Culie v. Arnett

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Culie v. Arnett
1988 OK 134
765 P.2d 1203
59 OBJ 3231
Case Number: 65077
Decided: 11/22/1988
Supreme Court of Oklahoma


Appeal from the District Court, Payne County, Ray Lee Wall, J.

On certiorari to the Court of Appeals, Division 4.

¶0 In a garnishment proceeding against the public liability insurer to collect a judgment against insured's employee, the District Court, Payne County, Ray Lee Wall, Judge, ruled in garnishee-insurer's favor. The Court of Appeals reversed. Upon the insurer's petition, certiorari is granted.


Bert A. Richards, Jr., Richard, Combs & Nash, Guthrie, for plaintiffs-appellants.

James M. Robinson, Robert C. Smith, Jr., Monnet, Hayes, Bullis, Thompson & Edwards, and Burton J. Johnson, Looney, Nichols, Johnson & Hayes, Oklahoma City, for garnishee-appellee.

OPALA, Justice.

[765 P.2d 1204]

¶1 This case presents but one issue: Is the employer's public liability carrier subject to garnishment by a plaintiff who had recovered judgment against the employee alone while the insured employer - though a party defendant in the suit - stood protected from exposure to litigation process by the bankruptcy law's automatic stay? We answer in the negative.

¶2 The appellants, Mary Sue Culie and Thulia B. Culie [collectively called Culie], sued Jeffery Duane Arnett [Arnett or employee] and Production Services, Inc. [employer or insured], Arnett's employer, for damages from an automobile collision in which Arnett was driving his employer's vehicle. Culie sought default judgment against both defendants but prevailed against only Arnett. The employer, who had meanwhile sought discharge in bankruptcy, was protected from state-court proceedings by the federal law's automatic stay.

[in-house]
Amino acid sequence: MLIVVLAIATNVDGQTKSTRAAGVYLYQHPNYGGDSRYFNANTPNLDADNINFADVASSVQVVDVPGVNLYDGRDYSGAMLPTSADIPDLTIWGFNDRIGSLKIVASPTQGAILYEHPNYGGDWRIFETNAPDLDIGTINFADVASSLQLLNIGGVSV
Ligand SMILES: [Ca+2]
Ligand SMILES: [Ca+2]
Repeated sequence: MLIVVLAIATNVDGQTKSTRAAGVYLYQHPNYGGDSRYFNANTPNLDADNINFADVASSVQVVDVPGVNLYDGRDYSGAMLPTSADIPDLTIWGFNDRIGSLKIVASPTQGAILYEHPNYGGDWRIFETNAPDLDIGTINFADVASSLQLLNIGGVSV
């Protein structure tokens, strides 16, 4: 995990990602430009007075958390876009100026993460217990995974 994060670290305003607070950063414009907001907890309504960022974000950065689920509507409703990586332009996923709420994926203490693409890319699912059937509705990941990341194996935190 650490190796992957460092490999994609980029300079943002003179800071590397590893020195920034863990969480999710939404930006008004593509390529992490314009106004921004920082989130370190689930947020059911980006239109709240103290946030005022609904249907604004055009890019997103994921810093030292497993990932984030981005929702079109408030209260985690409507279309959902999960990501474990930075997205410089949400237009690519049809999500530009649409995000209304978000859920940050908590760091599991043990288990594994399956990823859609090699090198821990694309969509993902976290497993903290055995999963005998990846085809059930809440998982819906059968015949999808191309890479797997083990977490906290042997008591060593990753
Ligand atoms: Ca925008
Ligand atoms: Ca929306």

¶3 Rendering its judgment for Culie, the trial court found that 1) at the time of the collision Arnett was an employee of Production Services, Inc., 2) he drove a vehicle owned by his employer, and 3) his gross negligence caused the collision. While the judgment is silent regarding the employer's liability, the trial court expressly recognized the employer's status as a debtor in [765 P.2d 1205] bankruptcy and abstained from affecting its rights by the suit's adjudication.

¶4 Culie later sought to satisfy the judgment against Arnett by garnishing Home Insurance Company [insurer], whose liability was to be predicated on the coverage provided for the employer to protect it from third-party claims. The matter was placed on the trial court's "motion docket," and at the hearing neither party tendered any exhibits or testimony.

¶5 In a garnishment proceeding the judgment creditor stands in the shoes of the judgment debtor to enforce a liability owed to the latter by a third party - the garnishee. The former may claim no greater rights against the garnishee than the latter himself possesses.

¶6 Culie argues that 1) they were denied the right to try the issues raised by the [765 P.2d 1206] garnishment affidavit and by the insurer's responses both to it and to interrogatories and 2) in any event, garnishment against the insurer should have been allowed in light of those responses.

¶7 The order denying garnishment states that "[n]either party offered testimony, exhibits or evidence."

¶8 Relying on Greene v. Circle Insurance Company,

¶9 Greene clearly is inapposite. Even though here the insurer's notice of the main action also is unquestioned, Culie had obtained no judgment against Arnett's employer. The insurer was free to defend the garnishment on whatever grounds were available to its insured.

¶10 An insurer's liability to its insured can be neither created nor enlarged in a garnishment proceeding.

¶11 A valid judgment could not be rendered against the employer while it stood protected by the automatic bankruptcy stay;

¶12 No attempt was made to invoke the bankruptcy court's power to modify or lift the automatic stay to allow the suit's continuation against the employer on condition that its adjudicated liability, if any, be limited to the amount of insurance indemnity.

[765 P.2d 1208]

¶13 In sum, we hold that absent an adjudication of the employer's liability, there is on this record no other legal basis for reaching by garnishment the insurer's obligation to the insured employer.



¶16 HODGES and SIMMS, JJ., concur in result.

¶17 ALMA WILSON, J., dissents.


1 See 11 U.S.C. § 362(a), infra note 18.